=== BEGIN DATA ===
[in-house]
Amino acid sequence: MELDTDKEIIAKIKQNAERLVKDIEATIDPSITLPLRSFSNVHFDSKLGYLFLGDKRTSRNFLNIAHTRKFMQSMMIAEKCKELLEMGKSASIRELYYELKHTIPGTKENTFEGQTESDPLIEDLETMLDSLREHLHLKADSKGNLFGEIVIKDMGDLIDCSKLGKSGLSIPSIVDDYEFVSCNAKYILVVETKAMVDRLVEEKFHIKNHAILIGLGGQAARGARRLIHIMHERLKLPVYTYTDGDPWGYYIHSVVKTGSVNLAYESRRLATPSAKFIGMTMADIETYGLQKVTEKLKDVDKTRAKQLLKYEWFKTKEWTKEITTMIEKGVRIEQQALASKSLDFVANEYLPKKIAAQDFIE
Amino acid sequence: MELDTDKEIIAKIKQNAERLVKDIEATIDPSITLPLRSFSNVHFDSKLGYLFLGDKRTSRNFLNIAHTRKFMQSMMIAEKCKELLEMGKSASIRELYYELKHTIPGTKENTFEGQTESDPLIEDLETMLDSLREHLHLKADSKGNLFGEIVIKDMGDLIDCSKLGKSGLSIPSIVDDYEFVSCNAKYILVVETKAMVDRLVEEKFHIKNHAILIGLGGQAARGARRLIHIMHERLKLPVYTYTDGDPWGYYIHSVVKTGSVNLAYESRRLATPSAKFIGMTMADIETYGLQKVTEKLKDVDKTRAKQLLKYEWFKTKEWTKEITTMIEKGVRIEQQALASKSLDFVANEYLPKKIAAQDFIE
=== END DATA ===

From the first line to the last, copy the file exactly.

[in-house]
Amino acid sequence: MELDTDKEIIAKIKQNAERLVKDIEATIDPSITLPLRSFSNVHFDSKLGYLFLGDKRTSRNFLNIAHTRKFMQSMMIAEKCKELLEMGKSASIRELYYELKHTIPGTKENTFEGQTESDPLIEDLETMLDSLREHLHLKADSKGNLFGEIVIKDMGDLIDCSKLGKSGLSIPSIVDDYEFVSCNAKYILVVETKAMVDRLVEEKFHIKNHAILIGLGGQAARGARRLIHIMHERLKLPVYTYTDGDPWGYYIHSVVKTGSVNLAYESRRLATPSAKFIGMTMADIETYGLQKVTEKLKDVDKTRAKQLLKYEWFKTKEWTKEITTMIEKGVRIEQQALASKSLDFVANEYLPKKIAAQDFIE
Amino acid sequence: MELDTDKEIIAKIKQNAERLVKDIEATIDPSITLPLRSFSNVHFDSKLGYLFLGDKRTSRNFLNIAHTRKFMQSMMIAEKCKELLEMGKSASIRELYYELKHTIPGTKENTFEGQTESDPLIEDLETMLDSLREHLHLKADSKGNLFGEIVIKDMGDLIDCSKLGKSGLSIPSIVDDYEFVSCNAKYILVVETKAMVDRLVEEKFHIKNHAILIGLGGQAARGARRLIHIMHERLKLPVYTYTDGDPWGYYIHSVVKTGSVNLAYESRRLATPSAKFIGMTMADIETYGLQKVTEKLKDVDKTRAKQLLKYEWFKTKEWTKEITTMIEKGVRIEQQALASKSLDFVANEYLPKKIAAQDFIE